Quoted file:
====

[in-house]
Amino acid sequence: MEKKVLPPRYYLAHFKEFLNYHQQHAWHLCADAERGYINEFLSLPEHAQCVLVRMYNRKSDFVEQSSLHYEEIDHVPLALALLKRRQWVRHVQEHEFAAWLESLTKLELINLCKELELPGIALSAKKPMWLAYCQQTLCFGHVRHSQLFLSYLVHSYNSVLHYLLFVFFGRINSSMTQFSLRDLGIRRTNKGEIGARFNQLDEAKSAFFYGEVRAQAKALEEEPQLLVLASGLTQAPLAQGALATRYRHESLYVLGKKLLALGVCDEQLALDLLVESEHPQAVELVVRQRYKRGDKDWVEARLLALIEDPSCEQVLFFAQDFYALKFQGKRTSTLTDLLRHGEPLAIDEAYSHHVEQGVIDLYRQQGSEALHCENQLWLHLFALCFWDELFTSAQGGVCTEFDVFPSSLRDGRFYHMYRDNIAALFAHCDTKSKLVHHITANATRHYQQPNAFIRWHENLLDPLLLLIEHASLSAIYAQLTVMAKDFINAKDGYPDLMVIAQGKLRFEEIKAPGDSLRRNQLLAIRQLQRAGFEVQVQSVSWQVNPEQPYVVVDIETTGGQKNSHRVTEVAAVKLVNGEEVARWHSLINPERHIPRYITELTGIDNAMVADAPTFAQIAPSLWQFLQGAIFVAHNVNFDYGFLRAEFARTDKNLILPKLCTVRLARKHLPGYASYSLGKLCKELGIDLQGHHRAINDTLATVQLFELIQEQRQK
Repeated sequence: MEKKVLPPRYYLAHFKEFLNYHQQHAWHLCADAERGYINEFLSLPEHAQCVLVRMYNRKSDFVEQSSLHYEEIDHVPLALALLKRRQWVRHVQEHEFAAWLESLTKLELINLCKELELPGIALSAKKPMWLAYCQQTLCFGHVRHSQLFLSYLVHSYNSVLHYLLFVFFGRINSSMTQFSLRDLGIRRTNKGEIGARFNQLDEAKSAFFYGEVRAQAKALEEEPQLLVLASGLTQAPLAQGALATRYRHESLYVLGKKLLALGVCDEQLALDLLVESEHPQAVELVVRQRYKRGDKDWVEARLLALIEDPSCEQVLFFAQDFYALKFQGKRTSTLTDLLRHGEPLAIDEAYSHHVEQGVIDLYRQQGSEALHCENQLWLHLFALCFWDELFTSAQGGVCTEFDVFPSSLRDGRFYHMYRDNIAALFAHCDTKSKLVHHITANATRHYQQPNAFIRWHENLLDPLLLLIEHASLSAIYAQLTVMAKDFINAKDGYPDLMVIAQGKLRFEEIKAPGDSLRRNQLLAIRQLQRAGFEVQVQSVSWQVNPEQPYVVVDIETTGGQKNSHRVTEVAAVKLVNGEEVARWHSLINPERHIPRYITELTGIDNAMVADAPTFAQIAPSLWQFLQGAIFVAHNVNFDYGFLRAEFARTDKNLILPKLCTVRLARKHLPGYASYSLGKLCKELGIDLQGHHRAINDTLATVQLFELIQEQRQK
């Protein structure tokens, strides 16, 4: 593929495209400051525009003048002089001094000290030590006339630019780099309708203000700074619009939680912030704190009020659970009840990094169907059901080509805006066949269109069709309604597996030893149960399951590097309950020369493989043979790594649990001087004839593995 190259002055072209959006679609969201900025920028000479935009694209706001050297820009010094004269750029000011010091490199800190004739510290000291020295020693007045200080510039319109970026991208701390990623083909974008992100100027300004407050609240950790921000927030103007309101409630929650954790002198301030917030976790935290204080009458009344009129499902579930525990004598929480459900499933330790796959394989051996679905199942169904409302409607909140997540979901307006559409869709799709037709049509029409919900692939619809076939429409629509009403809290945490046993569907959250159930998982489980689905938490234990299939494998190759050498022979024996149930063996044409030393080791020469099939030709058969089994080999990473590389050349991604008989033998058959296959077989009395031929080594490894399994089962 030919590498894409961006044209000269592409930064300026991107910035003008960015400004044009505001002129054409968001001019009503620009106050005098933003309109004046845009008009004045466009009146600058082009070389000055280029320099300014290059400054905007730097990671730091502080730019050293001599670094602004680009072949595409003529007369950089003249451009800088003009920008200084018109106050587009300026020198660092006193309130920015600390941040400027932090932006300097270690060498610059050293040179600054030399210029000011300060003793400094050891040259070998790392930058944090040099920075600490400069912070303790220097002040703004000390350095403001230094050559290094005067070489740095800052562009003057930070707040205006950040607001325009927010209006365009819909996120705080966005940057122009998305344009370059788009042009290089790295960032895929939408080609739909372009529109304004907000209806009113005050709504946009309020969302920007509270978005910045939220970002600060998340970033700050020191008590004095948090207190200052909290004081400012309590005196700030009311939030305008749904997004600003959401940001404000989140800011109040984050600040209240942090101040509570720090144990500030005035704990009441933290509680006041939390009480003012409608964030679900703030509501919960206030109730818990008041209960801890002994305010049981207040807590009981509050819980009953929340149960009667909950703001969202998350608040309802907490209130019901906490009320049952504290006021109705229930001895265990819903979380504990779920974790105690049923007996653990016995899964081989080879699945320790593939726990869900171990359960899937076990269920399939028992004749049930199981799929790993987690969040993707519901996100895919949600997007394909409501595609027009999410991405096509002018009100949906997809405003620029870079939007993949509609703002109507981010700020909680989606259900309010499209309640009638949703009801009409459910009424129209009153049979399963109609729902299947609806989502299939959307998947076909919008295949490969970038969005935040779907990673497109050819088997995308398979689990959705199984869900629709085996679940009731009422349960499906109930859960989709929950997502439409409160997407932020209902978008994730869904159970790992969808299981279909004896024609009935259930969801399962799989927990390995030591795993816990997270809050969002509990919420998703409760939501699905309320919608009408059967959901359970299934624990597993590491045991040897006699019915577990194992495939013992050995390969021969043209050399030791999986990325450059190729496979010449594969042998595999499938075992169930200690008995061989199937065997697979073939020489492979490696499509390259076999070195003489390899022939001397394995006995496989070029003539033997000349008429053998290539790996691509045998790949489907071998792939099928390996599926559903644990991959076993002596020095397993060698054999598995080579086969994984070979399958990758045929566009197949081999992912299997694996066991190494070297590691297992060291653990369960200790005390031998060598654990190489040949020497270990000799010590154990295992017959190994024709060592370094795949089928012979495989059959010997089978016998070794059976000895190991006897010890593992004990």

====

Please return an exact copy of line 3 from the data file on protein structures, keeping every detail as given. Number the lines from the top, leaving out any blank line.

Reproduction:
Repeated sequence: MEKKVLPPRYYLAHFKEFLNYHQQHAWHLCADAERGYINEFLSLPEHAQCVLVRMYNRKSDFVEQSSLHYEEIDHVPLALALLKRRQWVRHVQEHEFAAWLESLTKLELINLCKELELPGIALSAKKPMWLAYCQQTLCFGHVRHSQLFLSYLVHSYNSVLHYLLFVFFGRINSSMTQFSLRDLGIRRTNKGEIGARFNQLDEAKSAFFYGEVRAQAKALEEEPQLLVLASGLTQAPLAQGALATRYRHESLYVLGKKLLALGVCDEQLALDLLVESEHPQAVELVVRQRYKRGDKDWVEARLLALIEDPSCEQVLFFAQDFYALKFQGKRTSTLTDLLRHGEPLAIDEAYSHHVEQGVIDLYRQQGSEALHCENQLWLHLFALCFWDELFTSAQGGVCTEFDVFPSSLRDGRFYHMYRDNIAALFAHCDTKSKLVHHITANATRHYQQPNAFIRWHENLLDPLLLLIEHASLSAIYAQLTVMAKDFINAKDGYPDLMVIAQGKLRFEEIKAPGDSLRRNQLLAIRQLQRAGFEVQVQSVSWQVNPEQPYVVVDIETTGGQKNSHRVTEVAAVKLVNGEEVARWHSLINPERHIPRYITELTGIDNAMVADAPTFAQIAPSLWQFLQGAIFVAHNVNFDYGFLRAEFARTDKNLILPKLCTVRLARKHLPGYASYSLGKLCKELGIDLQGHHRAINDTLATVQLFELIQEQRQK